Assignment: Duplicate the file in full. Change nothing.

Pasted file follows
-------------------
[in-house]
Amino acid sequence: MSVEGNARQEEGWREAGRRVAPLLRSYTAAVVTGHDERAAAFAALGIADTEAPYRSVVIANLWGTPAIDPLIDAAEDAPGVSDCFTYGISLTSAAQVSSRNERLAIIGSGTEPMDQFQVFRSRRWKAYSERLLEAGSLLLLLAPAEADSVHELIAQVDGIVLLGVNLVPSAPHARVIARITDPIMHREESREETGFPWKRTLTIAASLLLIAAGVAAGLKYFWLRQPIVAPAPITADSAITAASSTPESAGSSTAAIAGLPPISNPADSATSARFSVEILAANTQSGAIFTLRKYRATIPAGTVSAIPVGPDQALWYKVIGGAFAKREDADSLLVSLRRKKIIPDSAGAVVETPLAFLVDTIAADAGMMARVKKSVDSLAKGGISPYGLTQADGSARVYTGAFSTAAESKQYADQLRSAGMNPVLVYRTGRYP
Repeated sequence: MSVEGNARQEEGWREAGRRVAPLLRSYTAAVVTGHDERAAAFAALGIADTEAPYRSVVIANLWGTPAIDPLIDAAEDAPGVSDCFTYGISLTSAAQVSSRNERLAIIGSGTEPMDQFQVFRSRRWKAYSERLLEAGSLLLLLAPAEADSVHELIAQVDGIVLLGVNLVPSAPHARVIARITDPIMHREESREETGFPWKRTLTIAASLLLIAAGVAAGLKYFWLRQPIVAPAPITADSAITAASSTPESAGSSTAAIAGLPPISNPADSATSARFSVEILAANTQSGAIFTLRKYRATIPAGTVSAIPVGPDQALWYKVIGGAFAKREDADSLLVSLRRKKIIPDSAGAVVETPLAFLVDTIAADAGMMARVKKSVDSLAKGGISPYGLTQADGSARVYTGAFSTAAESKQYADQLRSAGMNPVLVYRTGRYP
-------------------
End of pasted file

[in-house]
Amino acid sequence: MSVEGNARQEEGWREAGRRVAPLLRSYTAAVVTGHDERAAAFAALGIADTEAPYRSVVIANLWGTPAIDPLIDAAEDAPGVSDCFTYGISLTSAAQVSSRNERLAIIGSGTEPMDQFQVFRSRRWKAYSERLLEAGSLLLLLAPAEADSVHELIAQVDGIVLLGVNLVPSAPHARVIARITDPIMHREESREETGFPWKRTLTIAASLLLIAAGVAAGLKYFWLRQPIVAPAPITADSAITAASSTPESAGSSTAAIAGLPPISNPADSATSARFSVEILAANTQSGAIFTLRKYRATIPAGTVSAIPVGPDQALWYKVIGGAFAKREDADSLLVSLRRKKIIPDSAGAVVETPLAFLVDTIAADAGMMARVKKSVDSLAKGGISPYGLTQADGSARVYTGAFSTAAESKQYADQLRSAGMNPVLVYRTGRYP
Repeated sequence: MSVEGNARQEEGWREAGRRVAPLLRSYTAAVVTGHDERAAAFAALGIADTEAPYRSVVIANLWGTPAIDPLIDAAEDAPGVSDCFTYGISLTSAAQVSSRNERLAIIGSGTEPMDQFQVFRSRRWKAYSERLLEAGSLLLLLAPAEADSVHELIAQVDGIVLLGVNLVPSAPHARVIARITDPIMHREESREETGFPWKRTLTIAASLLLIAAGVAAGLKYFWLRQPIVAPAPITADSAITAASSTPESAGSSTAAIAGLPPISNPADSATSARFSVEILAANTQSGAIFTLRKYRATIPAGTVSAIPVGPDQALWYKVIGGAFAKREDADSLLVSLRRKKIIPDSAGAVVETPLAFLVDTIAADAGMMARVKKSVDSLAKGGISPYGLTQADGSARVYTGAFSTAAESKQYADQLRSAGMNPVLVYRTGRYP